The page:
Low Profile Red: These are a much lower profile version of the regular Cherry MX switches. With a total travel distance of 3.2 mm and an actuation point of 1.2 mm they’re noticeably faster than most other Cherry MX switches, though the actuation force stays the same at 45G.
Low Profile Speed: These are very similar to the Low Profile Reds but their actuation point is at 1mm, making them even faster than the Reds. The total travel distance and required action force is the same though, at 3.2mm and 45G respectively.
Cherry MX thus offers a switch for every user, whether you want your switches to be dead silent or you want everyone to know when you’re typing.
Kailh is another company that’s been making switches for a pretty long time. They started producing mechanical switches in the early 90’s and were initially known to almost exactly copy Cherry MX’s designs. Nowadays they have a bunch of their own designs as well, which is why we’ve included them in this list. Some people even prefer the feeling of the Kailh clones over the Cherry MX originals. The experience on these clones is mostly the same, but there are slight differences to be found between the Cherry MX and Kailh versions.
All of the Cherry MX clones have an actuation point of 2 mm and a total travel distance of 4 mm. The Speed line has a shortened travel distance of 3.5 mm, with varying actuation points.
Red: This is a linear switch. Reds are often recommended for gaming because of their lightness and quietness. The Kailh variant is just a little heavier to press (50G) than the Cherry MX counterpart (45G).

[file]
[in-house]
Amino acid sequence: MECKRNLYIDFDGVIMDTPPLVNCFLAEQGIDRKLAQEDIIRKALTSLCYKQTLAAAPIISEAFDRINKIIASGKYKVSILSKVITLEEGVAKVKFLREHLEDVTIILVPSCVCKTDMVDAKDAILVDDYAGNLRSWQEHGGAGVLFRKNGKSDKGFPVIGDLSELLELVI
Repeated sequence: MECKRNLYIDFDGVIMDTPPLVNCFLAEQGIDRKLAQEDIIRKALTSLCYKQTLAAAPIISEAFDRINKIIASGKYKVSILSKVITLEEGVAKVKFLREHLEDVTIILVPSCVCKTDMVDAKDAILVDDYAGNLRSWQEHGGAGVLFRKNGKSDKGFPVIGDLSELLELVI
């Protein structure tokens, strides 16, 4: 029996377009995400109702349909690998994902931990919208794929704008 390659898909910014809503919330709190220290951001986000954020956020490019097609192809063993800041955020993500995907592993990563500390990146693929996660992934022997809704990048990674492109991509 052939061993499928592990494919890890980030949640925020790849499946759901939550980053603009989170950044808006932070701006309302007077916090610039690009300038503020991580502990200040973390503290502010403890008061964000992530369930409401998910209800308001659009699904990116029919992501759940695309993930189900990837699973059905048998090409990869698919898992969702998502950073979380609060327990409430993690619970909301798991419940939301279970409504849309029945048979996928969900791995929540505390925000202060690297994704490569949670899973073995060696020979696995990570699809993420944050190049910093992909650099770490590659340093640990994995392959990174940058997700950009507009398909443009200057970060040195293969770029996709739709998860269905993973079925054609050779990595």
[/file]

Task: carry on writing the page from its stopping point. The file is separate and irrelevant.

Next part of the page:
Black: The same principle as with Cherry MX applies here; the Blacks are basically a heavier version (60G) of the Reds.
Brown: Kailh’s tactile switch. It offers a noticeable tactile feedback when actuated (50G) but doesn’t have an audible clicking sound to it.
Blue: If you read the Cherry MX entry you can guess what this is. It’s Kailh’s version of the clicky Blue switches. This one requires just a little less actuation force (55G) than the Cherry MX originals though.
Speed Silver: Kailh’s rendition of the Cherry MX Speed switches. It features a shorter actuation distance (1.1 mm) as opposed to the Reds, as well as a lighter actuation force (40G) which in theory makes it faster to use. These are also linear.
Speed Bronze: This is basically the same as the Speed Silver version, but this one offers a tactile and clicky sensation as opposed to the Silvers, which are linear. Great for if you want fast, gaming style key presses which are also pretty light at 50G, but you also like your clicks, since this has an extra spring that provides the click effect.